Mable sees that Hope springs eternal as she ventures to Castleton.
Time taken 1. 5 - 2 Hours
This is a walk of two halves for me, one half on the outward section, shows the full glory of nature and the splendours of the some of the finest scenery in the Peak District. The second inward stretch shows some fine scenery but also shows how man can, out of human necessity, create a complete blot on a landscape – building, as Prince Charles once said, a “monstrous carbuncle”, this time in the form of Hope Cement Works. Whilst it brings essential industry to this very rural area, it has got to be one of the most ugly and unsympathetic buildings in the country - I have seen similar in Westgate, in Weardale, which I believe is now closed, but always wondered how the strict planning authorities of a National Park could be persuaded to allow such frightening features to blatantly blot any landscape, let alone one as stunning as the Peak District or the wilds of the upper Pennines!
Anyway, stepping down from my soap box, this is still a good walk and one, due to it following a stream , that is close to Mable’s huge heart - The walk starts in Hope, (as most adventures do, I suspect) - a medieval trading centre with records of it found in the Domesday Book, by crossing Peakshole Water at a bridge found along Pindale Road. You continue along past the junction with Eccles Road and after 5 minutes or so turn right over a signed stile leading you down a well trodden path, just above the stream.
Remember, as I often have to remind myself, to try and keep your head up – or at least stop and look around you, as you will get great views of Win Hill and Lose Hill at this point - I am a demon for watching my feet when walking as I am naturally clumsy, I forget to look up quite often, and I spend more time watching for small pot holes or checking what my hound is up to, but every now and again I remember to rein myself in and stop and take in the beauty that is the Peak District National Park - remembering how so very lucky we both are to inhabit it.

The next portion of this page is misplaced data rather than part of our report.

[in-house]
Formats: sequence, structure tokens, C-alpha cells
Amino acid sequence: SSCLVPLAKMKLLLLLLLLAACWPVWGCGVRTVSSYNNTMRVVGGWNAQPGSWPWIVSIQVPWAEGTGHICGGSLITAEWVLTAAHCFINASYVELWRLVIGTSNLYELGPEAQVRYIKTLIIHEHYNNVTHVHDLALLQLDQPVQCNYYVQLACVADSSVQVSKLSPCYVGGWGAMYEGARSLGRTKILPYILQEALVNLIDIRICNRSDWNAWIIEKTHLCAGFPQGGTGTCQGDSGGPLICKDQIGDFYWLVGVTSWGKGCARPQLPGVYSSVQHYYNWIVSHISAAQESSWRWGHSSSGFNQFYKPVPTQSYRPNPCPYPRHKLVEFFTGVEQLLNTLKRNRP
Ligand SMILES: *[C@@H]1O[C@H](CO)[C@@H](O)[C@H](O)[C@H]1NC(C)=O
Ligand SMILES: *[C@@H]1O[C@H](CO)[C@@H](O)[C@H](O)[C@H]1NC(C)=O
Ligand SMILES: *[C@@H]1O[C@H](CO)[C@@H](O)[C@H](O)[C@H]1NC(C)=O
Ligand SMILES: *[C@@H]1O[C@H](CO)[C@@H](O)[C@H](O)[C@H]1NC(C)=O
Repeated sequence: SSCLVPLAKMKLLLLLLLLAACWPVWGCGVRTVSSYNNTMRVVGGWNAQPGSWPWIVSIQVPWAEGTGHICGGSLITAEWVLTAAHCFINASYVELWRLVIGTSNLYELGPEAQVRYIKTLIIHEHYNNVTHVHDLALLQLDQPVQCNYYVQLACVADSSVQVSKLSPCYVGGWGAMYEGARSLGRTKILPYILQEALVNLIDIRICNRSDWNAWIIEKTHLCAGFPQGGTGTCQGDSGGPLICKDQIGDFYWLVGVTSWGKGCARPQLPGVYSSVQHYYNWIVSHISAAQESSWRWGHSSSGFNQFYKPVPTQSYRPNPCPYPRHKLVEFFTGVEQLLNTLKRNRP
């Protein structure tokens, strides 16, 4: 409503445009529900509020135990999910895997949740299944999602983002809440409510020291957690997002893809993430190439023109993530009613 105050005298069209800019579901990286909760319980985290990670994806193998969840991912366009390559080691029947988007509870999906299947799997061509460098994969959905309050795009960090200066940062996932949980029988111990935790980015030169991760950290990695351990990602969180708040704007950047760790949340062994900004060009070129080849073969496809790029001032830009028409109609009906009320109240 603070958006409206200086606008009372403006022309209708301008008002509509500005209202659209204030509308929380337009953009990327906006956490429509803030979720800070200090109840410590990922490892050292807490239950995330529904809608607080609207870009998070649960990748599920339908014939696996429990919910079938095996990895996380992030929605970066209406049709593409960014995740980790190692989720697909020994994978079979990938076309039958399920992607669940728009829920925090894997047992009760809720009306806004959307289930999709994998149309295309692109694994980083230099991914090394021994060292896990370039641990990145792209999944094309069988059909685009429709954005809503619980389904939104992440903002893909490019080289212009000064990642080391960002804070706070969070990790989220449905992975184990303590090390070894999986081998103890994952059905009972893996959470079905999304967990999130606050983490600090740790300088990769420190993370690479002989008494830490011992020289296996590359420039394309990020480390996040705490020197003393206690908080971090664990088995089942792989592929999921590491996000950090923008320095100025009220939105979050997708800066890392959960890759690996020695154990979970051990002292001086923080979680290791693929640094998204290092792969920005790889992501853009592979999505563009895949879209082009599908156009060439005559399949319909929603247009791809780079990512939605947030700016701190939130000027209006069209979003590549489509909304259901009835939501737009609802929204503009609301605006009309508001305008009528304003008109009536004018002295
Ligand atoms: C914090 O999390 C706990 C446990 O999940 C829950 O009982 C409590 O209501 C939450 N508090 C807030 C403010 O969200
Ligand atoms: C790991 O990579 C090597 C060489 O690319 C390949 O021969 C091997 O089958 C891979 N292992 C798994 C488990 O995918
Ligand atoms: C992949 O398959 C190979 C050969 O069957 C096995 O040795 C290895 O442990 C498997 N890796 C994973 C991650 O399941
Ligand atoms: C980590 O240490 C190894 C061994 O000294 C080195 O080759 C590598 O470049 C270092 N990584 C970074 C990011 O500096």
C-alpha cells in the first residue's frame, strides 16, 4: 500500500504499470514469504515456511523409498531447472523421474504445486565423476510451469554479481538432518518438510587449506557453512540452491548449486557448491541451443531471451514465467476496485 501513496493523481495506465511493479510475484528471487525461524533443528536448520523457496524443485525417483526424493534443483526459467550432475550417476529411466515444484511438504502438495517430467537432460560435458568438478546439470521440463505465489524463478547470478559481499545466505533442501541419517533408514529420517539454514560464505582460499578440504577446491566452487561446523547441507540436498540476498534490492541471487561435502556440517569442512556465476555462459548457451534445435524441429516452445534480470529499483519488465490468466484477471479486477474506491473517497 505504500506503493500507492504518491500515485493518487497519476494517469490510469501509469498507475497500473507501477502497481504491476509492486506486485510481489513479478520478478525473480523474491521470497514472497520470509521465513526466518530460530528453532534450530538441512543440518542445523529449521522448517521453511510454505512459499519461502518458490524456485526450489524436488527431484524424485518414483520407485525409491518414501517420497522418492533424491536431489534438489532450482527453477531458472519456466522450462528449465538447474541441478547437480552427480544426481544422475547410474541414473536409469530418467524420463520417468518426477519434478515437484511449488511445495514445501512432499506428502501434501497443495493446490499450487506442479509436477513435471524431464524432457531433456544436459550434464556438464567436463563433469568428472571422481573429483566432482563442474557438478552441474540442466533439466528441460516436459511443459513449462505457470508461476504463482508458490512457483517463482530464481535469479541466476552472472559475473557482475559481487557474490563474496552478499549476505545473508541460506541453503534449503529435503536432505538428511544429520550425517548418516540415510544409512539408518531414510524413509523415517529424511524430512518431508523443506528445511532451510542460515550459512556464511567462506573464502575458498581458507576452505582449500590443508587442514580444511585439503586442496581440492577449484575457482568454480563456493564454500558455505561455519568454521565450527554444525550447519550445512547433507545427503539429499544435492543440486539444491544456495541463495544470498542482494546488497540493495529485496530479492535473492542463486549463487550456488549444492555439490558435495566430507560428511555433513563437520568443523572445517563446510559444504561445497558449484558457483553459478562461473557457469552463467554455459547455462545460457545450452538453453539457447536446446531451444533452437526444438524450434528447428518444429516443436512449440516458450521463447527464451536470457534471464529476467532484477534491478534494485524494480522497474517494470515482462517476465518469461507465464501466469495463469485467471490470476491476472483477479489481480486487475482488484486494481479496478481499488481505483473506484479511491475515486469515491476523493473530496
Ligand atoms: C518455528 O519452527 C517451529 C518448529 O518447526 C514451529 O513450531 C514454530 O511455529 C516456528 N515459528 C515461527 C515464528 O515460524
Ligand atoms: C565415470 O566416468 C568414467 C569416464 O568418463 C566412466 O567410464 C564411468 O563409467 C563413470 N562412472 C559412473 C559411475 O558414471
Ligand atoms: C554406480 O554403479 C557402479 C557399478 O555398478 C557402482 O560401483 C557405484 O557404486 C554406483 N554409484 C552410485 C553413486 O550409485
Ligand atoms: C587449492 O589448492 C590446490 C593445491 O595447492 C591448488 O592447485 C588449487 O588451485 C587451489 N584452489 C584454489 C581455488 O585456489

Keep walking until you cross over the rail tracks and continue through the meadows beyond, bearing right to follow keep with the stream. Pass a small waterworks building and then followa rough lane which leads passed farm buildings. You then reach a walled lane leading back onto a main road. At this stage Mable is normally placed on a lead, for safety and we take a turn left and take the footpath leading into Castleton, where you have a choice of taking a mid walk break to enjoy the villages offerings or deciding to take Back Lane and Mill Bridge, over the stream, to get you back out of the village via the parish burial ground, for your return to Hope.
Keep right as the lane forks and pass by a children’s play area. You then need to turn right after a cattle grid keeping again to the right of the field until you get back to the stream with stepping stones across. At this stage, switch to the left of the next meadow until you get to the lane ended by a small gate which you should pass through.
At Field Farm, bear right and take in the glories of Win Hill ahead, turning toward it with a signpost a little ahead detailing the direction to Lose Hill and Castleton. Continue straight on and after this it’s a succession of fields and gates as you keep right and travel a narrow path down to Hope through lanes, gates stiles and meadows. If the fields are sheep free Mable is allowed her freedom to make the most of the abundant sniffs and smells that she and her four legged friends enjoy so much!
After these fields you should eventually come out near your starting point, in Hope, so you can easily pick up the car for the journey home. I would suggect though, if you did not make that stop in Castlton, that it is a good idea to take of a libation in one of the local Hope hostelries, always a good move, before going home!